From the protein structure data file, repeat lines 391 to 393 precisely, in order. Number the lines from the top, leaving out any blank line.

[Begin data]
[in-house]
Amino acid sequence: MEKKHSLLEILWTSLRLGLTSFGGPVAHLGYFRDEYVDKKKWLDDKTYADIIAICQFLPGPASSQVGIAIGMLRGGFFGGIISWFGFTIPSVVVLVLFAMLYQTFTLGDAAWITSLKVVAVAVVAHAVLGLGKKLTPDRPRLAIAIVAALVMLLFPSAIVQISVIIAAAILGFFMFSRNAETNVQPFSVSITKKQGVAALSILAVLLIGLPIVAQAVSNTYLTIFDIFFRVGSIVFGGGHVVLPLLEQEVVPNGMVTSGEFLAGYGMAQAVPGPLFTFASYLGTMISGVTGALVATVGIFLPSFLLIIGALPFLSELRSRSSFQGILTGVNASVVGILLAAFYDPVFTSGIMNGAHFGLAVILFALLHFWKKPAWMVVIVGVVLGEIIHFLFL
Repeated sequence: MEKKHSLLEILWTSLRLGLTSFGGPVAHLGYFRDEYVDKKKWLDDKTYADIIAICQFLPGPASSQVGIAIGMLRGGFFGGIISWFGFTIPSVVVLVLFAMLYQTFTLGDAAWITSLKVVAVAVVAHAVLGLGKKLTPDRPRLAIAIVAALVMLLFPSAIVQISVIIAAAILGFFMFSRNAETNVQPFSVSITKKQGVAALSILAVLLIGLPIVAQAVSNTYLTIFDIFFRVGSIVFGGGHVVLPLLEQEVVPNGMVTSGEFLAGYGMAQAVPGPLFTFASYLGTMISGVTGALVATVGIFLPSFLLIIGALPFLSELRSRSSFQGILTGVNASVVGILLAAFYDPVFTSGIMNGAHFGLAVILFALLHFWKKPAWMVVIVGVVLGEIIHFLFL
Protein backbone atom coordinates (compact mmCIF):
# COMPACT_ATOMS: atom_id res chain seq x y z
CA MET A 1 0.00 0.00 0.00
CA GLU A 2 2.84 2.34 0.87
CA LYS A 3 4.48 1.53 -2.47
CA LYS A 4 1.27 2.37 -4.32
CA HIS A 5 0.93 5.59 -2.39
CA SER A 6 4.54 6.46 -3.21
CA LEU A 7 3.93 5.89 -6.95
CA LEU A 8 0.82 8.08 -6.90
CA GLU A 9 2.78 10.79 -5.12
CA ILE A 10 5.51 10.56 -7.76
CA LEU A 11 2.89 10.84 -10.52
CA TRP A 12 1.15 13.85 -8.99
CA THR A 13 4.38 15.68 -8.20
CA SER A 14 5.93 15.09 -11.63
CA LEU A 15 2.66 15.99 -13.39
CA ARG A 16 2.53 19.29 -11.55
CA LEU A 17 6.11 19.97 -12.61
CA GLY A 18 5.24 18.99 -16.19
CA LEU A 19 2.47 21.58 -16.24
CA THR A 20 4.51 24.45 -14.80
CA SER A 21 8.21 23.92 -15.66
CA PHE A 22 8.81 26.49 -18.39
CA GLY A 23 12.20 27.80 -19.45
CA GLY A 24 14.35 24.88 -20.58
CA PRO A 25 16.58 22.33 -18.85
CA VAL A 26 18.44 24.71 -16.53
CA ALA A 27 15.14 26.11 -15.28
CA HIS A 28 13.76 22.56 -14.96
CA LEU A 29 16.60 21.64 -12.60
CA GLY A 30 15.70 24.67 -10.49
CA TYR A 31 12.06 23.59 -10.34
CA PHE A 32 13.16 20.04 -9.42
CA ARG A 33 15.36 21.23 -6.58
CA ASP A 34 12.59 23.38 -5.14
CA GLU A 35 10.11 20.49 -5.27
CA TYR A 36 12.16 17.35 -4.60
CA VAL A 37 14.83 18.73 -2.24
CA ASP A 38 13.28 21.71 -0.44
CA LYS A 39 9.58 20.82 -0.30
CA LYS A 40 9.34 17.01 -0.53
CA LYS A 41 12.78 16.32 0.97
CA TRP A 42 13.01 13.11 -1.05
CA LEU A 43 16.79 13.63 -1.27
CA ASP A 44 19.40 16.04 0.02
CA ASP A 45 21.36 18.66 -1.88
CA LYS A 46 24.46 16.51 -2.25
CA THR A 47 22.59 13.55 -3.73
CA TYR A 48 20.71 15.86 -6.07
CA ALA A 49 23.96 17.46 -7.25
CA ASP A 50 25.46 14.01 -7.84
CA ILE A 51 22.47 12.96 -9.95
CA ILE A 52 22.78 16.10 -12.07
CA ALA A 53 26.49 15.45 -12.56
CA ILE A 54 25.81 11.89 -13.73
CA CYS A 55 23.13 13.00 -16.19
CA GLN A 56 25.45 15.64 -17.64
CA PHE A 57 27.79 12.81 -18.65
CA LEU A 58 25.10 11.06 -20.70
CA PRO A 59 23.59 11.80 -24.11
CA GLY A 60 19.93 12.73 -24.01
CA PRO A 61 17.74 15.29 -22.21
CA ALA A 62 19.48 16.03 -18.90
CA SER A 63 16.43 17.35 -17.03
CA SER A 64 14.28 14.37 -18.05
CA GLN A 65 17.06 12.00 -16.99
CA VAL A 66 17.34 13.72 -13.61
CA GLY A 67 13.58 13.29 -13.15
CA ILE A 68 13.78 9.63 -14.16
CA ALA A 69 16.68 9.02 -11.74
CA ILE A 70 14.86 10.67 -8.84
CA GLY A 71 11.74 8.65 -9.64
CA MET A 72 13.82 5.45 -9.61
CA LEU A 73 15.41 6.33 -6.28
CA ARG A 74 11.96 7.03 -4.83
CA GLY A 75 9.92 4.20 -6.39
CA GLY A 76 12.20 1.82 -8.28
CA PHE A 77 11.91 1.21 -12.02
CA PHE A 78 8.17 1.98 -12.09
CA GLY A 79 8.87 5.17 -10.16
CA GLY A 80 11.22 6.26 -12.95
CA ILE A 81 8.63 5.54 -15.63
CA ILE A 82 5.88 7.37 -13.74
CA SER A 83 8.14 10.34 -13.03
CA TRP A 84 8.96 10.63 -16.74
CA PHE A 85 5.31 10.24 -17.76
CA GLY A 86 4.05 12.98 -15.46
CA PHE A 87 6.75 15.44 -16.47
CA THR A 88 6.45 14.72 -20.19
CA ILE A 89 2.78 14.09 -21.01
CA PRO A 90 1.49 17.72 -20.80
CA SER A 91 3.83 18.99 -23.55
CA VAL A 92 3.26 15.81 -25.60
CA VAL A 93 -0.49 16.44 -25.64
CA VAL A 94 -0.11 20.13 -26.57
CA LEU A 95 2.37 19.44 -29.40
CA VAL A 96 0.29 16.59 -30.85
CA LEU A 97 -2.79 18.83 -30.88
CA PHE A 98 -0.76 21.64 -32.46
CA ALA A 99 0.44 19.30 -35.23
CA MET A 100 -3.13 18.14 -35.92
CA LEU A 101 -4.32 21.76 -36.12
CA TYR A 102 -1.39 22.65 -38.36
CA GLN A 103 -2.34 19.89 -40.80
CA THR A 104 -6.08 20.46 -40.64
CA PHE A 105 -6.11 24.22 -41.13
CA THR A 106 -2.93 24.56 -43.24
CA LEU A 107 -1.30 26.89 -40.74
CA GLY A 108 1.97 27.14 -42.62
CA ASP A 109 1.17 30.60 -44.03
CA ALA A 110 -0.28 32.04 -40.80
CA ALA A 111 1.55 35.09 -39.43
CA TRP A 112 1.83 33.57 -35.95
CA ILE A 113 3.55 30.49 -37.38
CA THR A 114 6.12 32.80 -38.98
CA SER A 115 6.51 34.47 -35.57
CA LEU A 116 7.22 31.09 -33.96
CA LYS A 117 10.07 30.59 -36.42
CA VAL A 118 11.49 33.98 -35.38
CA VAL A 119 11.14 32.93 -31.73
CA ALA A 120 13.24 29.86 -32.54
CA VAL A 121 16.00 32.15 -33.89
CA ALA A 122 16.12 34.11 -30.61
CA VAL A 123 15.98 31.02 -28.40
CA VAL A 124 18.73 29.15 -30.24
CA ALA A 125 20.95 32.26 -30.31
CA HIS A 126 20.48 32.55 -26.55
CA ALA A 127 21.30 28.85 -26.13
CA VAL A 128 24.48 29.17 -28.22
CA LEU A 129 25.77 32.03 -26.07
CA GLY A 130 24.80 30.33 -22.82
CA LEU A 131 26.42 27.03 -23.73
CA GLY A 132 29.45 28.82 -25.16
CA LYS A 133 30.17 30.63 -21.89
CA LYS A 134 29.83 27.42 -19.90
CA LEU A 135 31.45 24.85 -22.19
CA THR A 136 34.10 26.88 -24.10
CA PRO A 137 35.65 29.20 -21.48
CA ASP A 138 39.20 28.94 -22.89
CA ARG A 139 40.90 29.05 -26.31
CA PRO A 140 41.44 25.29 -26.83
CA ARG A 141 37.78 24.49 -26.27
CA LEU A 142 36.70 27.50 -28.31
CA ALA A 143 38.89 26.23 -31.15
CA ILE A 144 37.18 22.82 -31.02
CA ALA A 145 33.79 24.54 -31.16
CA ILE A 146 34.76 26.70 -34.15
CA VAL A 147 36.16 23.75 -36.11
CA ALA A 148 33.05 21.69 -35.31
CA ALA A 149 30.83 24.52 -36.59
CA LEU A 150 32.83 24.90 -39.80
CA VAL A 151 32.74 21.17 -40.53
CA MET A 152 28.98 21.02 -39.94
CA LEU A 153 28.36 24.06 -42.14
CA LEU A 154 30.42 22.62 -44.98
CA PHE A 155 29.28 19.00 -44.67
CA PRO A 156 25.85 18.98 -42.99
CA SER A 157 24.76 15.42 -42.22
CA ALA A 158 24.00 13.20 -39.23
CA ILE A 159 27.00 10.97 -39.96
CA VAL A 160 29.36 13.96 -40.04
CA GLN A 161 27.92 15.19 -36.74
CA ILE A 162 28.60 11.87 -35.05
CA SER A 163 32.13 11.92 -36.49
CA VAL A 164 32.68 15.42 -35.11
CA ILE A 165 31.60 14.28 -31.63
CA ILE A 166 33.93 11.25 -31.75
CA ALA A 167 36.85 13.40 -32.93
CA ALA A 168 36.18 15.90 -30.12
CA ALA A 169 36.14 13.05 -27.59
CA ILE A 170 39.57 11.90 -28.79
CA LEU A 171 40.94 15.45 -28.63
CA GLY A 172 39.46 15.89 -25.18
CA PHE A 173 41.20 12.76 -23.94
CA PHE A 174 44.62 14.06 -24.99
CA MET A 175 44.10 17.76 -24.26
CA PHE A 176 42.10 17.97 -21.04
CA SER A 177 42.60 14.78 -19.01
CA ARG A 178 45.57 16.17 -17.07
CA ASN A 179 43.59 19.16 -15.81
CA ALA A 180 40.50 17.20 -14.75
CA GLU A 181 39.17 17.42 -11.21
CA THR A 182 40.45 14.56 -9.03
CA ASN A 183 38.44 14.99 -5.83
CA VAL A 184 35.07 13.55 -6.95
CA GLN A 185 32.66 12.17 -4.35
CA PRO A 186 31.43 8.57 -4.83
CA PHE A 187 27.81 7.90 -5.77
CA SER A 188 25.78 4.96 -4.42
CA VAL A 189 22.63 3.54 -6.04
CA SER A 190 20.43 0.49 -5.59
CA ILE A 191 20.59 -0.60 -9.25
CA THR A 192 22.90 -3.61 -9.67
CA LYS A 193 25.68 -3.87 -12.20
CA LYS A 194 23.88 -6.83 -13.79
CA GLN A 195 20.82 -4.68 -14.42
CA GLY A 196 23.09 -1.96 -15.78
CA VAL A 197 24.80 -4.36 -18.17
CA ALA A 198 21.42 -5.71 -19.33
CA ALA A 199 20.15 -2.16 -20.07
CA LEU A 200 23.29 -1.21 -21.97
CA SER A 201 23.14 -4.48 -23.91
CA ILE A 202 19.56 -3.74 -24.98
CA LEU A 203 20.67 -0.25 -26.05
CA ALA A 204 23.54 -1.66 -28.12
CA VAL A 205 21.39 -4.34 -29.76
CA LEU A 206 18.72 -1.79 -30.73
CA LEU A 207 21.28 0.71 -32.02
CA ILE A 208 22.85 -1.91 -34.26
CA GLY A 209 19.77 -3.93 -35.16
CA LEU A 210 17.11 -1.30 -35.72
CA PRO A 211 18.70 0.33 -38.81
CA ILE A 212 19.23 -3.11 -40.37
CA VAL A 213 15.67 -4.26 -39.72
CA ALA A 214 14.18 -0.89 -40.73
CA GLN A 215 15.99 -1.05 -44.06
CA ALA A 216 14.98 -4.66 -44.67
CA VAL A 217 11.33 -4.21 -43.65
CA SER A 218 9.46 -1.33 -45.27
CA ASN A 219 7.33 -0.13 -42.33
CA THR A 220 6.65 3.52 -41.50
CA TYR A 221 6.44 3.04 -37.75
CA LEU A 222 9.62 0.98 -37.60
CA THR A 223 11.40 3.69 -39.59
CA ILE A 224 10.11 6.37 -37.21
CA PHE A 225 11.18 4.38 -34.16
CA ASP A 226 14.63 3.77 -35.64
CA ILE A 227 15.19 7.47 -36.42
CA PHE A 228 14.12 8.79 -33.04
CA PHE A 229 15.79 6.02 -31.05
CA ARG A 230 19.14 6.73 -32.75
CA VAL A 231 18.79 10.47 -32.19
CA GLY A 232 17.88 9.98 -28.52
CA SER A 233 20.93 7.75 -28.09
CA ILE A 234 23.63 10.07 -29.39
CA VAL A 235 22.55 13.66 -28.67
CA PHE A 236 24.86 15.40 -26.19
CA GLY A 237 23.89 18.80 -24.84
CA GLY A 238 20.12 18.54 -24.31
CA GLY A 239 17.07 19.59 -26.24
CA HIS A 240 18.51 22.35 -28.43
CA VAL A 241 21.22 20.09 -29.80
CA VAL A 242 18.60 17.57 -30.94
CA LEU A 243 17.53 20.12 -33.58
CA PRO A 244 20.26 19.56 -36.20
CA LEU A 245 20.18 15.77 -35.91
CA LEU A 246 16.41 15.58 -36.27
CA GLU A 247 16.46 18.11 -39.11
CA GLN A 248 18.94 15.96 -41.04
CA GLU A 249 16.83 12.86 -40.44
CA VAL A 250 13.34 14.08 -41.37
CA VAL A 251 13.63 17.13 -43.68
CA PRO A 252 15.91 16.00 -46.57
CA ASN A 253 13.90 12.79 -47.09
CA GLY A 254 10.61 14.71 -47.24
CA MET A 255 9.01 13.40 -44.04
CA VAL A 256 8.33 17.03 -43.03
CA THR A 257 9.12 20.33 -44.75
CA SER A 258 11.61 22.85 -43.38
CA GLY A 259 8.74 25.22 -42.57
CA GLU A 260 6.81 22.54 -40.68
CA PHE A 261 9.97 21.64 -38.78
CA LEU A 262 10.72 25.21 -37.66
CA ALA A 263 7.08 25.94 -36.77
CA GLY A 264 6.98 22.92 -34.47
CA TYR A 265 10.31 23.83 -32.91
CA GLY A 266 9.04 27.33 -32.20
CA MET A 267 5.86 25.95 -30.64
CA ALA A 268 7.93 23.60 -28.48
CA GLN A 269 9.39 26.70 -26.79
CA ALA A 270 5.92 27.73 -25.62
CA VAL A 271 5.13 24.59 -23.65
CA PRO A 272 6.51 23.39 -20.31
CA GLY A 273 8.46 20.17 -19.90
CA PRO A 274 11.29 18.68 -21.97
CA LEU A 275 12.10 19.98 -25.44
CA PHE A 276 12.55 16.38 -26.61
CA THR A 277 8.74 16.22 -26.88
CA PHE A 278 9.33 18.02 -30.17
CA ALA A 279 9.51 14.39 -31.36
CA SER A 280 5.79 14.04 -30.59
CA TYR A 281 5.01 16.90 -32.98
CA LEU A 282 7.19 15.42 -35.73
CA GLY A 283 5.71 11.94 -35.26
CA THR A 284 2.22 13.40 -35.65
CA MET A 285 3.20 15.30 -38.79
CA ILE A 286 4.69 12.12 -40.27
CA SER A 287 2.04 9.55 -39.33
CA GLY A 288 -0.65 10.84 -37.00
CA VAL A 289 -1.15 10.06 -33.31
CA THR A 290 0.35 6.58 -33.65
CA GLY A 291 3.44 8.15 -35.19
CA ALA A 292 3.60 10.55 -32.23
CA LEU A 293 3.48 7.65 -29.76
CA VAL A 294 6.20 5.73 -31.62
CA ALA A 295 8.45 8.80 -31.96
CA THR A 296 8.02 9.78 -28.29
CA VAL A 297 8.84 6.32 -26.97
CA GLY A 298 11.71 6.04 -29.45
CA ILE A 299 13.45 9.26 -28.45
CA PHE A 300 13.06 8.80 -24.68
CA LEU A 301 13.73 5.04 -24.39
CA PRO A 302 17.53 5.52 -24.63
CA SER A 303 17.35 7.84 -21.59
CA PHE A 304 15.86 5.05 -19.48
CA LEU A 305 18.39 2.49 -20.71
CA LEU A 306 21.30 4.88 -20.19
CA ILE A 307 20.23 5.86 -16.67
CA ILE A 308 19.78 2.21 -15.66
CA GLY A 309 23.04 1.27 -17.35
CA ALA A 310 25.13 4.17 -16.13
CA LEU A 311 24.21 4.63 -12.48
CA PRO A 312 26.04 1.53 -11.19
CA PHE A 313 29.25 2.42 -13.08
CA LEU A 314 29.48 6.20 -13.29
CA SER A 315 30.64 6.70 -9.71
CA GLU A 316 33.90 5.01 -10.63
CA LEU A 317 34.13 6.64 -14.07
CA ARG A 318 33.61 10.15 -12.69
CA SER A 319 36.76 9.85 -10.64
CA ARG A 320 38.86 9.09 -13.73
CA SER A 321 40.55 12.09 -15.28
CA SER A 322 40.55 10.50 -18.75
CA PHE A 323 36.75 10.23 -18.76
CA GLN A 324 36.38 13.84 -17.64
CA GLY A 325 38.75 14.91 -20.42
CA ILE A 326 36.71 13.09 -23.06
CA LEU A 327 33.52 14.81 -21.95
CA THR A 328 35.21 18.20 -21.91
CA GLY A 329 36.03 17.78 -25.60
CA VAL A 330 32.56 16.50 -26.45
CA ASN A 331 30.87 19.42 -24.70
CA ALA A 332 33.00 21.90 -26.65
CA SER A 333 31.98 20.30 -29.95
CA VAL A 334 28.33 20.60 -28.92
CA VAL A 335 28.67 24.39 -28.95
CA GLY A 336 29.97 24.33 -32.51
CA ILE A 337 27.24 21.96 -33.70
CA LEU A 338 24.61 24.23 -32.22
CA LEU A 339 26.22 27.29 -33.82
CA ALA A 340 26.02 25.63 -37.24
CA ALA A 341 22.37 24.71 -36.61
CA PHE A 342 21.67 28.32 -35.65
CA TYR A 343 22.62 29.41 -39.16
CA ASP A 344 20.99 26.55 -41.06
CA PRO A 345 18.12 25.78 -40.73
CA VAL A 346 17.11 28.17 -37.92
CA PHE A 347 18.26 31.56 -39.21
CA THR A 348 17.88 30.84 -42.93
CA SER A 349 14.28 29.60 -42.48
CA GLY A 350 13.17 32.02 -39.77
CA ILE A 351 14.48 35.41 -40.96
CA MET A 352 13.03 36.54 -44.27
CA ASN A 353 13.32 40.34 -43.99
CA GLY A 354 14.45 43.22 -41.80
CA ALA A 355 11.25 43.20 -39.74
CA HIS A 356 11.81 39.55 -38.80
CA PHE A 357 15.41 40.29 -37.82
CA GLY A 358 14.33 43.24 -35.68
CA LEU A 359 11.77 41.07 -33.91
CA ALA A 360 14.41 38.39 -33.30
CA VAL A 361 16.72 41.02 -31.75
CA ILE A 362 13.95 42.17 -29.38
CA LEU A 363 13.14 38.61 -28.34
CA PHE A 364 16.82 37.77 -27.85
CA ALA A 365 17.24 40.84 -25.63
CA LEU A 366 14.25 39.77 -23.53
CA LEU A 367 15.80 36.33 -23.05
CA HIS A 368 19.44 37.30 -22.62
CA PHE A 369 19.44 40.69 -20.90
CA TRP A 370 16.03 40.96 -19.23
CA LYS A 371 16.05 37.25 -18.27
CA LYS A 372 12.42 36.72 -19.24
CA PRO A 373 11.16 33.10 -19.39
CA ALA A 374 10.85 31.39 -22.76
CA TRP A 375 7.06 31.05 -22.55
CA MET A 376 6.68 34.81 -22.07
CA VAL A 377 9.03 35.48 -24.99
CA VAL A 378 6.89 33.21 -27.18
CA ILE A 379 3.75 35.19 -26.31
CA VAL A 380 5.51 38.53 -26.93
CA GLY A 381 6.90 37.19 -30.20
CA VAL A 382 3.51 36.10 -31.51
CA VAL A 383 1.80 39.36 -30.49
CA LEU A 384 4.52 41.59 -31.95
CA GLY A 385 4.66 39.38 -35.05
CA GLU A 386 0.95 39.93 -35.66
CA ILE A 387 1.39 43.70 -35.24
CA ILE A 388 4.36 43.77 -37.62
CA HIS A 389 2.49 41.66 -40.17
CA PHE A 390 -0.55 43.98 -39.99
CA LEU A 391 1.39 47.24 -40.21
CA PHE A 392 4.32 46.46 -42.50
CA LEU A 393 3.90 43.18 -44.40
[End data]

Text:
CA GLU A 386 0.95 39.93 -35.66
CA ILE A 387 1.39 43.70 -35.24
CA ILE A 388 4.36 43.77 -37.62